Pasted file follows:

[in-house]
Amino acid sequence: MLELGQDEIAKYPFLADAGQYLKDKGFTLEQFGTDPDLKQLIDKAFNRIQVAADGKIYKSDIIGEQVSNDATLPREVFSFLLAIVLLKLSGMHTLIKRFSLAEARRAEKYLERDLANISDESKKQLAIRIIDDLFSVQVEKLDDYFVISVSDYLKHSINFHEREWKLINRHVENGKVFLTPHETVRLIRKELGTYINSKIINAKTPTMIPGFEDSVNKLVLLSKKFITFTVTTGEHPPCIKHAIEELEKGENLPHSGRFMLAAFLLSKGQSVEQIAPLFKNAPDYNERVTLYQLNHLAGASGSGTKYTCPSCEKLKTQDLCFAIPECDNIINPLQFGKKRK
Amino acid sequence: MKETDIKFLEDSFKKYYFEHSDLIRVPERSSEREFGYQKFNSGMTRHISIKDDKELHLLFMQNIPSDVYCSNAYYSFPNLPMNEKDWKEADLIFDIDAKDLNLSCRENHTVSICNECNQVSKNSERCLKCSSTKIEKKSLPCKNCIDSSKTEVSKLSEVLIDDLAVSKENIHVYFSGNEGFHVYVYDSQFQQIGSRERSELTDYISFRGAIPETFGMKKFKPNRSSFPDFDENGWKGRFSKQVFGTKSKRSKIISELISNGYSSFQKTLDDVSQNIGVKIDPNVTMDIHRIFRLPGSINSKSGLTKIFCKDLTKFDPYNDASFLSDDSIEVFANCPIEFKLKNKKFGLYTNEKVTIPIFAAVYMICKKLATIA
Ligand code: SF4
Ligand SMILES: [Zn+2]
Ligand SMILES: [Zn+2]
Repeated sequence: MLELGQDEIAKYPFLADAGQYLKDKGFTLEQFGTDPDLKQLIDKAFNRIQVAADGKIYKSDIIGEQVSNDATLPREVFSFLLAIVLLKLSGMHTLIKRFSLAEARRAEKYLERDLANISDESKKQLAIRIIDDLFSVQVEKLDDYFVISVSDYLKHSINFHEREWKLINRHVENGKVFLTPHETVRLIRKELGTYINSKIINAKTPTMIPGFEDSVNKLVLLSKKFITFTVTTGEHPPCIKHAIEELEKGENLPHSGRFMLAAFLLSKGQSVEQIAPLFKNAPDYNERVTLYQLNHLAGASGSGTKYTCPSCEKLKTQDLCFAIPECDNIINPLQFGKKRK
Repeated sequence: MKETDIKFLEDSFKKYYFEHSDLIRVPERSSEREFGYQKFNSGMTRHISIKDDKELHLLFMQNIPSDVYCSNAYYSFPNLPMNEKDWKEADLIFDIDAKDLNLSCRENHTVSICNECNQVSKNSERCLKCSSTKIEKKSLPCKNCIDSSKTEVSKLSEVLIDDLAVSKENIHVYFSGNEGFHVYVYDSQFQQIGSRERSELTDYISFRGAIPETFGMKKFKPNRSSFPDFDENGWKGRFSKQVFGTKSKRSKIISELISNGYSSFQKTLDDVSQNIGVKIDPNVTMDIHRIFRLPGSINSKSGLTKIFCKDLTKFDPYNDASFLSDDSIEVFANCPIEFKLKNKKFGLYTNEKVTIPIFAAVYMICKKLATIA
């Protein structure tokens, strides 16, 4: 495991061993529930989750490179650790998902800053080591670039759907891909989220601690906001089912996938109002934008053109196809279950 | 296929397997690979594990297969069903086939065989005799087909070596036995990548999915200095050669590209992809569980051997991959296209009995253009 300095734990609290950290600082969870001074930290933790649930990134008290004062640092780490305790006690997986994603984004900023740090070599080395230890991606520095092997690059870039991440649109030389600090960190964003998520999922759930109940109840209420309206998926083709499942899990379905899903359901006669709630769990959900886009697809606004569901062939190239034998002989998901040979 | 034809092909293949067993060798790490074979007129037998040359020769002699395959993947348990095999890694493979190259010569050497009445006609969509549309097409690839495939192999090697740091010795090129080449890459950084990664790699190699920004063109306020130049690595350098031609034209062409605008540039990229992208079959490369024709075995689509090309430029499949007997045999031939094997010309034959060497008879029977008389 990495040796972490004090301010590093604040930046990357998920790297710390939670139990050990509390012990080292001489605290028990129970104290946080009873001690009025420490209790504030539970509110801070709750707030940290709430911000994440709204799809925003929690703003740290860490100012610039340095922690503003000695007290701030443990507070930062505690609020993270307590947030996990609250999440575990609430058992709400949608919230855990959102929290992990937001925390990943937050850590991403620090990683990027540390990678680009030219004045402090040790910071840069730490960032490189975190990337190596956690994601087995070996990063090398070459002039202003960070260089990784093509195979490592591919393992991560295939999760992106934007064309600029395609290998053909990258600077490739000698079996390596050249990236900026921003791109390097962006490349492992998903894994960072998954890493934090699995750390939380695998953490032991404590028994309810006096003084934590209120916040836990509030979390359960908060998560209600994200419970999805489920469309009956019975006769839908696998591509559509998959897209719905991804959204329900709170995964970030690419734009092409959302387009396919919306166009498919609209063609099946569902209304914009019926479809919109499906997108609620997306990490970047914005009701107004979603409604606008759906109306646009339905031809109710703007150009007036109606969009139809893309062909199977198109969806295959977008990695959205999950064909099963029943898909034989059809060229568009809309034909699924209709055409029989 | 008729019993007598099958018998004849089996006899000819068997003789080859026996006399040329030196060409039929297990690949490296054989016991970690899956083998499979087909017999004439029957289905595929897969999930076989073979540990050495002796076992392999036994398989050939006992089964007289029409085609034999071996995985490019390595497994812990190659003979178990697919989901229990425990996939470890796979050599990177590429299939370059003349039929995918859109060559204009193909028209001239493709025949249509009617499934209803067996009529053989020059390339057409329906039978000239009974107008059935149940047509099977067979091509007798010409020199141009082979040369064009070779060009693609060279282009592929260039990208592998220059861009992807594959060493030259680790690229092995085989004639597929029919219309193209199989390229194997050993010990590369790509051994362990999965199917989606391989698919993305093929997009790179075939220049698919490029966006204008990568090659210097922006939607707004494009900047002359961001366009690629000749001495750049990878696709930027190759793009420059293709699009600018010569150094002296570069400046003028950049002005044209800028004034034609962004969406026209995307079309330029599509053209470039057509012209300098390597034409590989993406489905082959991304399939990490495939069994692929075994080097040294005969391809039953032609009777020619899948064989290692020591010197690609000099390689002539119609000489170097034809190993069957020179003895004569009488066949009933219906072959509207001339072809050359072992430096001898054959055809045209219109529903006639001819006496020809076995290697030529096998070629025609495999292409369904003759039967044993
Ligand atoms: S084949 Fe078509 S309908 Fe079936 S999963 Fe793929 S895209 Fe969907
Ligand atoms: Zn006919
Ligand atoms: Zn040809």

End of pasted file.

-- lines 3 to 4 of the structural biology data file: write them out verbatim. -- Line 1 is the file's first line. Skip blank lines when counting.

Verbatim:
Amino acid sequence: MKETDIKFLEDSFKKYYFEHSDLIRVPERSSEREFGYQKFNSGMTRHISIKDDKELHLLFMQNIPSDVYCSNAYYSFPNLPMNEKDWKEADLIFDIDAKDLNLSCRENHTVSICNECNQVSKNSERCLKCSSTKIEKKSLPCKNCIDSSKTEVSKLSEVLIDDLAVSKENIHVYFSGNEGFHVYVYDSQFQQIGSRERSELTDYISFRGAIPETFGMKKFKPNRSSFPDFDENGWKGRFSKQVFGTKSKRSKIISELISNGYSSFQKTLDDVSQNIGVKIDPNVTMDIHRIFRLPGSINSKSGLTKIFCKDLTKFDPYNDASFLSDDSIEVFANCPIEFKLKNKKFGLYTNEKVTIPIFAAVYMICKKLATIA
Ligand code: SF4